Sermon shared by Brian Black
Summary: The fifth in a series on the seven sayings of Christ on the cross.
Audience: General adults
~ Ray Pritchard
Took everything he had to utter the single word (in Greek), “I’m thirsty.”
A jar of wine vinegar was there
This was the common drink of Roman soldiers. It was a light wine, turned sour and mixed with water. (from Barnes’ Notes)
Vinegar – OFr. > wine + sour
put it on a stalk of a hyssop plant
Interesting note – the hyssop branch was what was used during the Passover to spread the blood of the Passover lamb on the doorposts of the house.
lifted it to Jesus’ lips
Had already refused gall, which was somewhat of a numbing agent. It was given to knock the edge off of the pain. Sour wine, on the other hand, would actually revive and strengthen him somewhat.
They were expecting him to cry out more for “Elijah”. Possibly thought that they had finally broken him. He finally cried out on his own behalf. They were possibly expecting to hear more words of pain and suffering.
Points to Ponder:
• His humanity
This is not the first time we’ve seen the humanity of Christ demonstrated. He got tired, he cried, he got hungry, he slept, he needed time alone. But again in this, we’re reminded of his humanity.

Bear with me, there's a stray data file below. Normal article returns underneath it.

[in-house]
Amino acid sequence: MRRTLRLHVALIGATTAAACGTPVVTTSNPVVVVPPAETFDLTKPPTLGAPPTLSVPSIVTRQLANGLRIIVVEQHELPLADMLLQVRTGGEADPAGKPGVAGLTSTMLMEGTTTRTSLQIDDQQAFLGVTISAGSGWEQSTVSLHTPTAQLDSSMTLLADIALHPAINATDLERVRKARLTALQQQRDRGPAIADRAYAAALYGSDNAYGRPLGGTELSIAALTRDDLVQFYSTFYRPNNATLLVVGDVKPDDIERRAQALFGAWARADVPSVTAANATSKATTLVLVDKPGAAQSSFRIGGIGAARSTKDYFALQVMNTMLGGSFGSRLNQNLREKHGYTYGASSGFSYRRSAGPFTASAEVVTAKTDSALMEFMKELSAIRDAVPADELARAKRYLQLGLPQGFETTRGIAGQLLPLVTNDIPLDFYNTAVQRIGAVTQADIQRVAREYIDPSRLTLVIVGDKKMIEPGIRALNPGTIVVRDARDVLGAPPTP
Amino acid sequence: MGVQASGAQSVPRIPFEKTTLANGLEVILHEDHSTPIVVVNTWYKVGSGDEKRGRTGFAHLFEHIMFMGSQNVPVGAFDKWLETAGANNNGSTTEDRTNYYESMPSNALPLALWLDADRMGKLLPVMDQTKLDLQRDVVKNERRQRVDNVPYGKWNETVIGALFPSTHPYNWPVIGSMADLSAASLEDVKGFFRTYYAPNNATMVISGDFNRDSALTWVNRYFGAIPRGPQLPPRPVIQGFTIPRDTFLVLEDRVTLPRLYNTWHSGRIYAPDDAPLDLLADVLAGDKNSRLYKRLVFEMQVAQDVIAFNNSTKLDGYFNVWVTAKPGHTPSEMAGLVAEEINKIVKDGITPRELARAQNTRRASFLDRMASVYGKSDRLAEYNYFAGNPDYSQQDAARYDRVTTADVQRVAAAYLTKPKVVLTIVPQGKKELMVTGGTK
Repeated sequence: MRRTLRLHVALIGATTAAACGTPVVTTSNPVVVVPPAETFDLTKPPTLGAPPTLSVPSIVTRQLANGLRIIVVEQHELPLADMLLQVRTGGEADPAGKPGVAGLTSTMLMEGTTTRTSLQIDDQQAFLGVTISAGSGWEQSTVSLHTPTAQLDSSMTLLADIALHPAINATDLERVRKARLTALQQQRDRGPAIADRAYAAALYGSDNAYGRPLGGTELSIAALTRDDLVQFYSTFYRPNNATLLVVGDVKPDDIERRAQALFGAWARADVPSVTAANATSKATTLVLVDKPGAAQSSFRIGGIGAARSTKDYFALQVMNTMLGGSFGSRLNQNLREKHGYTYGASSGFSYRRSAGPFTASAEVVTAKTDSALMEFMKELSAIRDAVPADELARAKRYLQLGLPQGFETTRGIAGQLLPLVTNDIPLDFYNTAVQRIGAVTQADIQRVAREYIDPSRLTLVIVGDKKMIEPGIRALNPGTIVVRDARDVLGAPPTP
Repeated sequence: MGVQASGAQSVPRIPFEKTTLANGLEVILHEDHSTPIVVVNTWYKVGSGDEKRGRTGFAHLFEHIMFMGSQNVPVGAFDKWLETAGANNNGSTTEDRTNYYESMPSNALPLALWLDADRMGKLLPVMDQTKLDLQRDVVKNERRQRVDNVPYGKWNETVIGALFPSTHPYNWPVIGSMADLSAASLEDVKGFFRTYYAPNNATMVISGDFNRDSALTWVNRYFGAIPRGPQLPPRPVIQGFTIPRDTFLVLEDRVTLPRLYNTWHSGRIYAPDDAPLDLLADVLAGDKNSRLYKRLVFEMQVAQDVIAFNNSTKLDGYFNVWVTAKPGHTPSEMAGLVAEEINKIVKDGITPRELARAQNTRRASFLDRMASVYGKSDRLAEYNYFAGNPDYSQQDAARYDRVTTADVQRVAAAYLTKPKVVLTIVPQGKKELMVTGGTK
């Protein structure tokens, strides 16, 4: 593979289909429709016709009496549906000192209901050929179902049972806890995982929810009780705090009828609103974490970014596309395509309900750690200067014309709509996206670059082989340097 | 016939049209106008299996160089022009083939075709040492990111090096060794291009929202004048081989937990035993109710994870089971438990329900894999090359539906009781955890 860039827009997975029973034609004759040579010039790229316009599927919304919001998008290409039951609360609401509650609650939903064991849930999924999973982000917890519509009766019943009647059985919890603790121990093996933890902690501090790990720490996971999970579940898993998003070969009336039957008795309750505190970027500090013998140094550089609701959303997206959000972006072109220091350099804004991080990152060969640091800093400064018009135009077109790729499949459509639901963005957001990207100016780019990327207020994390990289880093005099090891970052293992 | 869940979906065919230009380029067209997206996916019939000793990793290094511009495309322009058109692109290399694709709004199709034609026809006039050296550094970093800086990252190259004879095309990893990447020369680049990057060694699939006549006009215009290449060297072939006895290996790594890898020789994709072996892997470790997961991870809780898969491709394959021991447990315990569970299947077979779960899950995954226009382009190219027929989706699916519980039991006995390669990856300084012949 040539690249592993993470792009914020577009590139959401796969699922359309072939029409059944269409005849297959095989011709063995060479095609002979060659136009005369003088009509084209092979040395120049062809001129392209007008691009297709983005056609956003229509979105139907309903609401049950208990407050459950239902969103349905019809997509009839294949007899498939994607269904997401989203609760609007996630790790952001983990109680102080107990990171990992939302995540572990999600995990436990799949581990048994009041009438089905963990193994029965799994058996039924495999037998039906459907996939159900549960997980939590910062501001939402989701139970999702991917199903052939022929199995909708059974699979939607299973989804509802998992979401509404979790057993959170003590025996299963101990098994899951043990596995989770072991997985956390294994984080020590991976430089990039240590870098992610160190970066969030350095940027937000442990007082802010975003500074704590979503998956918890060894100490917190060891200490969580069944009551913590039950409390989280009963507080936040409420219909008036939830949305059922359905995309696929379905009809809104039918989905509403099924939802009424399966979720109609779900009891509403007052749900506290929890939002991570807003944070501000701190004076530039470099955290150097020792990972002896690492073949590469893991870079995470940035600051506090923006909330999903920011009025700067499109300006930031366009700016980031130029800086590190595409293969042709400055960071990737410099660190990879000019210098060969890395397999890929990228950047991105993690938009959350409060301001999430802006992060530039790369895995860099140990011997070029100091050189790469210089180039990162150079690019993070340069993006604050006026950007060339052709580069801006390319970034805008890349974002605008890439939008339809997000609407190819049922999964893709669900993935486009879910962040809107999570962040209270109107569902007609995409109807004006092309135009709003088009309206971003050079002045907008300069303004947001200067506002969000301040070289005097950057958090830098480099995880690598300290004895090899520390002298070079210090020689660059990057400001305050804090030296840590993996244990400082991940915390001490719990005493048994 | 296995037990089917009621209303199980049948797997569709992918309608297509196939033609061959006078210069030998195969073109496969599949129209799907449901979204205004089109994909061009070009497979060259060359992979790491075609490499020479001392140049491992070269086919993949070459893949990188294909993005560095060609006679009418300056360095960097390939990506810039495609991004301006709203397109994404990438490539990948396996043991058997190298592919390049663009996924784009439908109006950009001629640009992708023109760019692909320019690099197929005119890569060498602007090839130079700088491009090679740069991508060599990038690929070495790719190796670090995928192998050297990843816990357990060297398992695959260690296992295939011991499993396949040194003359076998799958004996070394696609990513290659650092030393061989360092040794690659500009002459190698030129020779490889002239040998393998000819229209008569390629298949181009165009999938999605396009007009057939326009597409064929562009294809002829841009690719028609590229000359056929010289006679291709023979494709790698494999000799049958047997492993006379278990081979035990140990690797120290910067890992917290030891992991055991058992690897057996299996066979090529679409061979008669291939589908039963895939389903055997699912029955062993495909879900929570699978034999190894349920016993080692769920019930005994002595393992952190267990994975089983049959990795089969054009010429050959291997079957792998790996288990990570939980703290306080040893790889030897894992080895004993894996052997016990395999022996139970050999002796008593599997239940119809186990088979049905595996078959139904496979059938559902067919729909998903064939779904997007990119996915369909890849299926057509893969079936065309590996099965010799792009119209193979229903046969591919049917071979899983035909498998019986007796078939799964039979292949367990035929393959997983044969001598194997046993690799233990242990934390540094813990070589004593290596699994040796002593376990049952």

"Though he was God, he did not think of equality with God as something to cling to. Instead, he gave up his divine privileges; he took the humble position of a slave and was born as a human being." Phil 2:6-7 NLT
Why is that important? Because sacrifice had to be made. Blood had to be shed. And God cannot die. So he became man. The humanity of Christ made it possible for him to be tempted by sin. The humanity of Christ made it possible for him to experience what we experience – to feel what we feel.
His humanity made it possible for him to suffer on our behalf.
• His obedience
"When he appeared in human form, he humbled himself in obedience to God and died a criminal’s death on a cross." Phil 2: 8 NLT
This wasn’t pleasant – physically, spiritually, or emotionally. Yet he knew the plan.
"Put your sword back in its place," Jesus said to him, "for all who draw the sword will die by the sword. Do you think I cannot call on my Father, and he will at once put at my disposal more than twelve legions of angels? But how then would the Scriptures be fulfilled that say it must happen in this way?" Matt 26:52-54 NIV
This God, who in the OT, caused the water to flow from the rock to satisfy Israel’s thirst. This God, now in the flesh, turned the water to wine to bring joy to a wedding party. He taught the woman at the well about living water. And while he could have miraculously made water flow from the very cross he hung on to quench his own thirst, he was obedient to the prophecies. He was submissive to the plan.
• His thirst / our thirst
His physical thirst reminds me of my spiritual thirst. And how I am to thirst after him.
"As the deer longs for streams of water, so I long for you, O God. I thirst for God, the living God." Ps 42:1-2
And if I long for Christ, the living water, I’ll never thirst again – I will be satisfied.
Jesus replied, "Anyone who drinks this water will soon become thirsty again. But those who drink the water I give will never be thirsty again. It becomes a fresh, bubbling spring
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